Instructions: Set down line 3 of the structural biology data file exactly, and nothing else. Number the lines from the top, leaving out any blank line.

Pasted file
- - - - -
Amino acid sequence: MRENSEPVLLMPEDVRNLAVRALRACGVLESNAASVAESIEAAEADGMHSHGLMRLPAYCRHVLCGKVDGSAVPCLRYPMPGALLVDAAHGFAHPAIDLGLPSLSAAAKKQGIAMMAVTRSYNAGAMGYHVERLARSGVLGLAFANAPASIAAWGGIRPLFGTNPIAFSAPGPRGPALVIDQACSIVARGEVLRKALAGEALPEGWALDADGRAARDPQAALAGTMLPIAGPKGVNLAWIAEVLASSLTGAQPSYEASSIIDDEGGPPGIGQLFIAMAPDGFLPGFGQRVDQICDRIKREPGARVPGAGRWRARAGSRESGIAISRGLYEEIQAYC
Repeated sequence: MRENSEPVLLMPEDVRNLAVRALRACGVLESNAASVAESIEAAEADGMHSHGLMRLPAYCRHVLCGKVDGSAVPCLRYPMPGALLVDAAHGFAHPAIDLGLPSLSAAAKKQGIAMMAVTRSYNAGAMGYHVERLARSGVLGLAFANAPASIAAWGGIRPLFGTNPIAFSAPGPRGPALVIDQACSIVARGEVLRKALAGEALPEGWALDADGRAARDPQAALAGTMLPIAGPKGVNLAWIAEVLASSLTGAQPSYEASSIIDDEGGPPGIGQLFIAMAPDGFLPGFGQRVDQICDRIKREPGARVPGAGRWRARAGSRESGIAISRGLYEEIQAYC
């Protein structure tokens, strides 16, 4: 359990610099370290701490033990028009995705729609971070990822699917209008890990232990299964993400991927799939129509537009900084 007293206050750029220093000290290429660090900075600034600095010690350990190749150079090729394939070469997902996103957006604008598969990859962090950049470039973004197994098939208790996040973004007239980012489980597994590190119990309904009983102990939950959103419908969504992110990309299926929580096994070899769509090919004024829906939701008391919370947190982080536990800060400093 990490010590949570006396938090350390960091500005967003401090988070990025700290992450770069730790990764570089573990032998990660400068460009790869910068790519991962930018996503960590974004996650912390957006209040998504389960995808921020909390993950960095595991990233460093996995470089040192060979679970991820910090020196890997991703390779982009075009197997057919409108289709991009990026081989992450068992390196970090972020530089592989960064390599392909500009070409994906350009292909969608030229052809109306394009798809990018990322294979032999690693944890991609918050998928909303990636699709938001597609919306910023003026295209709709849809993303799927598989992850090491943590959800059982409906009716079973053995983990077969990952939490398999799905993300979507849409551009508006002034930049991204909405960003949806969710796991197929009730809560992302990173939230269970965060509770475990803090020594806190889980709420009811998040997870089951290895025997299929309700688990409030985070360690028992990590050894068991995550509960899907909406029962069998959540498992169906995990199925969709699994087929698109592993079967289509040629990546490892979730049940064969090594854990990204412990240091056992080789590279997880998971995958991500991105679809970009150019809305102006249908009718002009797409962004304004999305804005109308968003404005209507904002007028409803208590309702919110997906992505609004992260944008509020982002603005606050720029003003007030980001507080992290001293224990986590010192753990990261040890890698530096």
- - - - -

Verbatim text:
């Protein structure tokens, strides 16, 4: 359990610099370290701490033990028009995705729609971070990822699917209008890990232990299964993400991927799939129509537009900084 007293206050750029220093000290290429660090900075600034600095010690350990190749150079090729394939070469997902996103957006604008598969990859962090950049470039973004197994098939208790996040973004007239980012489980597994590190119990309904009983102990939950959103419908969504992110990309299926929580096994070899769509090919004024829906939701008391919370947190982080536990800060400093 990490010590949570006396938090350390960091500005967003401090988070990025700290992450770069730790990764570089573990032998990660400068460009790869910068790519991962930018996503960590974004996650912390957006209040998504389960995808921020909390993950960095595991990233460093996995470089040192060979679970991820910090020196890997991703390779982009075009197997057919409108289709991009990026081989992450068992390196970090972020530089592989960064390599392909500009070409994906350009292909969608030229052809109306394009798809990018990322294979032999690693944890991609918050998928909303990636699709938001597609919306910023003026295209709709849809993303799927598989992850090491943590959800059982409906009716079973053995983990077969990952939490398999799905993300979507849409551009508006002034930049991204909405960003949806969710796991197929009730809560992302990173939230269970965060509770475990803090020594806190889980709420009811998040997870089951290895025997299929309700688990409030985070360690028992990590050894068991995550509960899907909406029962069998959540498992169906995990199925969709699994087929698109592993079967289509040629990546490892979730049940064969090594854990990204412990240091056992080789590279997880998971995958991500991105679809970009150019809305102006249908009718002009797409962004304004999305804005109308968003404005209507904002007028409803208590309702919110997906992505609004992260944008509020982002603005606050720029003003007030980001507080992290001293224990986590010192753990990261040890890698530096």